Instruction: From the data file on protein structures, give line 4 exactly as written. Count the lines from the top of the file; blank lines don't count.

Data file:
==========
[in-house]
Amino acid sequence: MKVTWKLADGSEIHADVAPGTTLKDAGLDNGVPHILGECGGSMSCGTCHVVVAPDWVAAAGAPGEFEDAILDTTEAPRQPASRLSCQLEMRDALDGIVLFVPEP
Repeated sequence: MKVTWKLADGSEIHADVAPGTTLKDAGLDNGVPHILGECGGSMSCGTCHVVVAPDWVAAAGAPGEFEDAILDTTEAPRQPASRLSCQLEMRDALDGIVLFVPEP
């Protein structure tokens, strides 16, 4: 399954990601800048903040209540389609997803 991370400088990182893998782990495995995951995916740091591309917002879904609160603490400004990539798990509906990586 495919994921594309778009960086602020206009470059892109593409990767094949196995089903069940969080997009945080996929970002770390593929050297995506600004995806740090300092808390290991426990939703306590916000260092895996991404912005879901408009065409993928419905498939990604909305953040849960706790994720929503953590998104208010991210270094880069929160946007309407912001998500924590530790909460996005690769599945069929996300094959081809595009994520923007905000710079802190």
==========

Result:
């Protein structure tokens, strides 16, 4: 399954990601800048903040209540389609997803 991370400088990182893998782990495995995951995916740091591309917002879904609160603490400004990539798990509906990586 495919994921594309778009960086602020206009470059892109593409990767094949196995089903069940969080997009945080996929970002770390593929050297995506600004995806740090300092808390290991426990939703306590916000260092895996991404912005879901408009065409993928419905498939990604909305953040849960706790994720929503953590998104208010991210270094880069929160946007309407912001998500924590530790909460996005690769599945069929996300094959081809595009994520923007905000710079802190």